“Do you think you can become enlightened?”
Only once in my life have I been asked this question.
The year was 2005. I was on a week-long meditation retreat at a Zen monastery west of Portland, OR. Zen meditation was my latest pursuit in a spiritual journey that had occupied nearly half a century.
It was 3:30 in the afternoon and our regular meditation had been interrupted by a daily talk from the abbot of the monastery. I had been up since 4:00 a.m. and the hours in deep meditation left me in a foggy state.
The abbot began his talk with the question: do you think you can become enlightened?
As I heard this, I felt a sudden jolt of energy course through my body. It was as if I had just touched a high voltage wire.
I became dizzy and disoriented.
Of course not, I thought. I can’t become enlightened. Only the great ones like Buddha and Jesus can become enlightened. But not an ordinary person like me.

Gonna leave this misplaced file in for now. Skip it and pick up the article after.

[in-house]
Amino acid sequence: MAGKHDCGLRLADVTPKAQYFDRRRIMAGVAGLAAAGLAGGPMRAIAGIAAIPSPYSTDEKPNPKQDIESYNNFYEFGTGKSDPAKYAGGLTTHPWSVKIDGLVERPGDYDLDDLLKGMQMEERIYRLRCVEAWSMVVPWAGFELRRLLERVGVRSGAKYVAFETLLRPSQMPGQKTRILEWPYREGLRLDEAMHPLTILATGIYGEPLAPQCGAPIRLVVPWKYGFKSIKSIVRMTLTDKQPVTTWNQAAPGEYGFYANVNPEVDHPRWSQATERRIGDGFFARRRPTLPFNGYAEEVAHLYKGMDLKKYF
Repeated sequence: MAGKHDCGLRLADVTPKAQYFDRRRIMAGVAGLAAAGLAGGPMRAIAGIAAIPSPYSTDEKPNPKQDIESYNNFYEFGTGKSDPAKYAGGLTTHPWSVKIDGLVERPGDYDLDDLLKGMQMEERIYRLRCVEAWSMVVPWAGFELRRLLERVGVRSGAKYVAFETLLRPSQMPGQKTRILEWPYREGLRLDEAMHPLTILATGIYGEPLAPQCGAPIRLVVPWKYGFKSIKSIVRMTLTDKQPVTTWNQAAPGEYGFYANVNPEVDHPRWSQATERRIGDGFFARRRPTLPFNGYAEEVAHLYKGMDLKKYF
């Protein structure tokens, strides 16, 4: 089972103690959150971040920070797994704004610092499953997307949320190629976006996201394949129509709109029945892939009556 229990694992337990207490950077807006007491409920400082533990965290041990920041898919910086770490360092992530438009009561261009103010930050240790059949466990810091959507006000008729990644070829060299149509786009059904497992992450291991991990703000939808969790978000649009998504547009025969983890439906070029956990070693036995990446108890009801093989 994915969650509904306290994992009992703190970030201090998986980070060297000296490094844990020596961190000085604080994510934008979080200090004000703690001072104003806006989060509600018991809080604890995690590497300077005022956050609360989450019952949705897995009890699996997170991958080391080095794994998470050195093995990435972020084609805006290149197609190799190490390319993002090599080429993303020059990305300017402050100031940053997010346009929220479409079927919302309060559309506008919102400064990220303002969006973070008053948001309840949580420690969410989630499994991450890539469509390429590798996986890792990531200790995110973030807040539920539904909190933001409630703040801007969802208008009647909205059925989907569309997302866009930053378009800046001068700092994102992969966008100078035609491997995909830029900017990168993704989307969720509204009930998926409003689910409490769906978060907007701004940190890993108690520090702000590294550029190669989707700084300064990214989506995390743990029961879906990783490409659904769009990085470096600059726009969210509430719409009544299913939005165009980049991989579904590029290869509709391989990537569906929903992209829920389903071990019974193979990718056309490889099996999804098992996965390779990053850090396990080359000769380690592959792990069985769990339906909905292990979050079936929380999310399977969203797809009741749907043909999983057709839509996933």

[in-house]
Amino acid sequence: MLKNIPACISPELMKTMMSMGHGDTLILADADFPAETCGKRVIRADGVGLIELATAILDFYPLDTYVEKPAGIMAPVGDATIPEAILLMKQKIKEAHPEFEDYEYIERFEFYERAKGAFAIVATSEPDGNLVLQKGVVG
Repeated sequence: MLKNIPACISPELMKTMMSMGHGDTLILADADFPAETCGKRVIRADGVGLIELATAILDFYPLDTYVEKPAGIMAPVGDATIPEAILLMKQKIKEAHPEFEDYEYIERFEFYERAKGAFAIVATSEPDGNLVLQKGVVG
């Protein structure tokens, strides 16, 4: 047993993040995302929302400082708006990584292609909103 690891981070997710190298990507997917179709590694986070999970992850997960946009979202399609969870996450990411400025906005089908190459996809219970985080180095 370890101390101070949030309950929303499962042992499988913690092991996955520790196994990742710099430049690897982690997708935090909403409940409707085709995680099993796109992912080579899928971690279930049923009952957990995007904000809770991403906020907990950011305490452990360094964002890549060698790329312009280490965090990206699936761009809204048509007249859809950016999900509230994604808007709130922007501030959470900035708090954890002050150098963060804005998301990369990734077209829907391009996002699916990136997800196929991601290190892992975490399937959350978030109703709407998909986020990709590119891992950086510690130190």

Then a voice inside me asked: Then why are you here?”
I had no answer.
For half a century I had been on some kind of “spiritual” journey, looking for something that I did not have. And if anyone had ever asked me over these five decades what I was trying to attain, I would have had no answer for them. I had no idea what I was doing!
In looking back over a half century of seeking, I have to wonder: if I had known earlier in life what I know now, would I have gone about it in a different way?
From early on there had always been a tug, some inner nudging that kept me looking for something I knew was important. Sometimes it was as blatant as a voice in my head. Other times it was just a subtle inkling, a nudge, an intuition of a direction I should take.
But at no time did I ever develop a clear understanding of what it was that I was trying to do. Not until now, in my mid-sixties, did I think of this as a search for enlightenment.
What if I had known? Would it have made a difference?
What if I had had a clear picture of the enlightened state?
What if I had had some road map that would give an idea of what the journey was likely to entail?
Would I have been more focused? Would I have been more efficient in the deployment of my time and energy?
I will never know.
But I do know this; today it is possible for people to wake up in a fraction of the time it took me. And I want to help them do this in any way I can.